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Kimono Basic-knowledge

Hey everyone, here comes the first post for the kimono chapter.

I want to create a series that deals with traditional Japanese garments and all aspects surrounding them.

How is it worn, when, what types are there, what rules should be observed, and more? If you are interested and want to learn more, don't forget to subscribe to the newsletter at the end of the article. ^_^


Kimono - And what it is.

Language school graduation picture (chu-furisode and hakama)

A kimono is a traditional Japanese garment consisting of a long, often intricately patterned robe with wide sleeves. This iconic garment is commonly worn by men, women, and children in Japan for various occasions and is characterized by its elegance, versatility, and deep cultural significance. Kimonos are not only an expression of traditional craftsmanship but also reflect the values and traditions of Japanese society.

For many, especially older people in Japan, a kimono is more than a traditional garment. Many associate it with beautiful memories from their childhood or youth, and younger people today are rediscovering it for themselves and breathing new life into it in different ways.


Kimono Types

There are different types of kimonos in Japan, worn according to the occasion, season, and gender of the person. Here is a comprehensive list of kimono types, along with brief explanations:

1. Furisode (振袖): A long kimono with flamboyant, flared sleeves, often worn by young, unmarried women on special occasions such as weddings or Seijin no Hi (coming of age day).

2. Tomesode (留袖): A formal kimono for married women. It has shorter, restricted sleeves compared to Furisode and is often plain or has subtle patterns. Tomesode are worn at weddings or important social occasions.

3. Iromuji (色無地): A plain kimono that comes in various colors and is often worn at formal occasions such as tea ceremonies or weddings. Iromuji are less conspicuous than other types of kimono.

4. Houmongi (訪問着): A kimono with a pattern that runs across the seams, worn for semi-formal occasions such as dinners or going to the theater. Women of all ages can wear Houmongi.

5. Komon (小紋): An informal kimono with repeated patterns often worn by women in everyday life or at informal gatherings. It is a comfortable choice and can be made of lighter or heavier fabric, depending on the season.

6. Yukata (浴衣): An informal summer dress, often made of lightweight cotton, worn in Japan at festivals, fireworks, or during the hot summer. Yukatas have less complex tying techniques than kimonos.

7. Montsuki (紋付): A traditional kimono for men, often black, with a family crest (Mon) on the chest. Montsuki is usually worn at formal events such as weddings or tea ceremonies.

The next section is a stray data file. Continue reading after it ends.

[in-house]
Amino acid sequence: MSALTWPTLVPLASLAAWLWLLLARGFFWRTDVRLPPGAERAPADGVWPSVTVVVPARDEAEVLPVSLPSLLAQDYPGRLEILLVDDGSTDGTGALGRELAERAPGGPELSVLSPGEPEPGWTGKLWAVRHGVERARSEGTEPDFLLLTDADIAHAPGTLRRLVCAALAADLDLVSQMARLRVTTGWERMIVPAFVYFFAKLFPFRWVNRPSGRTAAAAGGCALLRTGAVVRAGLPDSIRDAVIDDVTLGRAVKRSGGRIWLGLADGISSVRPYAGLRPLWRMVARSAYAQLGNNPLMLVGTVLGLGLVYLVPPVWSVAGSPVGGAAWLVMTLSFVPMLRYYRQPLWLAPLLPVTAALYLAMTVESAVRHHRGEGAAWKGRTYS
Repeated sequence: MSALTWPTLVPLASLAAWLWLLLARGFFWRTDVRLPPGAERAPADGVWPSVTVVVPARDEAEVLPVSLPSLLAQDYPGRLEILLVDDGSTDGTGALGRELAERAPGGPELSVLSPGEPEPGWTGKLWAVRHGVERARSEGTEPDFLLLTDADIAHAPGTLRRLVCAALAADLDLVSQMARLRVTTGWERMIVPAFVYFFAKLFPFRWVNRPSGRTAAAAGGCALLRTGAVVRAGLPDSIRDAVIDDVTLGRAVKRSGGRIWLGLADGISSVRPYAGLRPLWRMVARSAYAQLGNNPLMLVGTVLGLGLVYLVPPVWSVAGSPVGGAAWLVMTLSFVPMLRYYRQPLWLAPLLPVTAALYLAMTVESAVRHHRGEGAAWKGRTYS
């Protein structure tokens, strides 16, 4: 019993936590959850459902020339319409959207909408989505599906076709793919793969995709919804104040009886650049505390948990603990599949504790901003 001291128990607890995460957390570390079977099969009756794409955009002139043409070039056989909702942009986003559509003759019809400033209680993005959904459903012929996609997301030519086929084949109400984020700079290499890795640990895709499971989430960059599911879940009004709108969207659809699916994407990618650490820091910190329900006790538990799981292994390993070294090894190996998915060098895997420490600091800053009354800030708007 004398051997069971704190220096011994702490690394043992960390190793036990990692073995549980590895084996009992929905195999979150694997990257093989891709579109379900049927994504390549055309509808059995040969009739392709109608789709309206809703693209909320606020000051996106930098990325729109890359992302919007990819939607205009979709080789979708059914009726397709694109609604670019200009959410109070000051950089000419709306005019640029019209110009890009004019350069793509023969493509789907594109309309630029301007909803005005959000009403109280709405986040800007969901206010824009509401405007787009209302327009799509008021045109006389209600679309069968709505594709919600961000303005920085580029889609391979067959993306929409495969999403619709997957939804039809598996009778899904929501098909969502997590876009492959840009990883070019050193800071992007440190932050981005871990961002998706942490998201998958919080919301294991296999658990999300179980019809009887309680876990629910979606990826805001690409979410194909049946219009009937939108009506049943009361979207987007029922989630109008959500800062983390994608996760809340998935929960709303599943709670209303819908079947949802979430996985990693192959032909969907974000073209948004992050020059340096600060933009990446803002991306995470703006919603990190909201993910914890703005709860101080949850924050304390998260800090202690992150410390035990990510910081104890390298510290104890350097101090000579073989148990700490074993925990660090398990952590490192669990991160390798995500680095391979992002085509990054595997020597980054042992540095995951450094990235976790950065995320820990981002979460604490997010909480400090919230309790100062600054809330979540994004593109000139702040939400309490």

8. Juban (襦袢): A lightweight undergarment worn under the kimono protects the kimono and makes it more comfortable.

9. Uchikake (打掛): A sumptuous wedding kimono, often richly decorated and long. Uchikake is worn over another wedding kimono and is particularly popular at Shinto weddings.

10. Kakeshita (掛け下): Another wedding kimono worn under the Uchikake, usually with bold colors and patterns.

11. Kasane no irome (重ねの色目): A kimono set consisting of two kimonos, often worn on very formal occasions such as imperial court ceremonies.

12. Mofuku (喪服): A mourning kimono worn at funerals and mourning ceremonies. Mofuku is plain black and has special tying techniques.

13. Kurotomesode (黒留袖): A particular type of Tomesode often worn at weddings of close relatives of the bride, usually in black with less elaborate patterns.

14. Kurofurisode (黒振袖): A black furisode worn at certain mourning ceremonies.

15. Hikizuri (引きずり): A long, elegant kimono with an extended hem, often worn by geishas or dancers during traditional performances.

16. Menzou (面蔵): A formal kimono for men, often in muted colors, worn at weddings or tea ceremonies.

17. Junihitoe (十二単): A very formal kimono consisting of twelve layers, often worn by members of the imperial court at traditional court ceremonies.

18. Chu-furisode (中振袖): A semi-formal kimono with shorter sleeves than the furisode, worn by young women.

The list reflects the part of the Japanese kimono world as we know it today. There are regional and historical differences, but these are beyond the scope of this article.

I will write a separate article for each kimono so that you can read up on the subject bit by bit if you are interested.

I aim to create an online dictionary in German and English, which will help you better understand the subject of Kimono and its history. It can also be used as a reference book and learning aid.

I will link the articles on the individual types one by one so you can access them more quickly. Of course, articles about my kimono journey will also be posted. Topics such as the kimono competition, my kimono school, or leisure activities in kimono should follow shortly. So stay tuned, and don't forget to subscribe to the newsletter. ^_^

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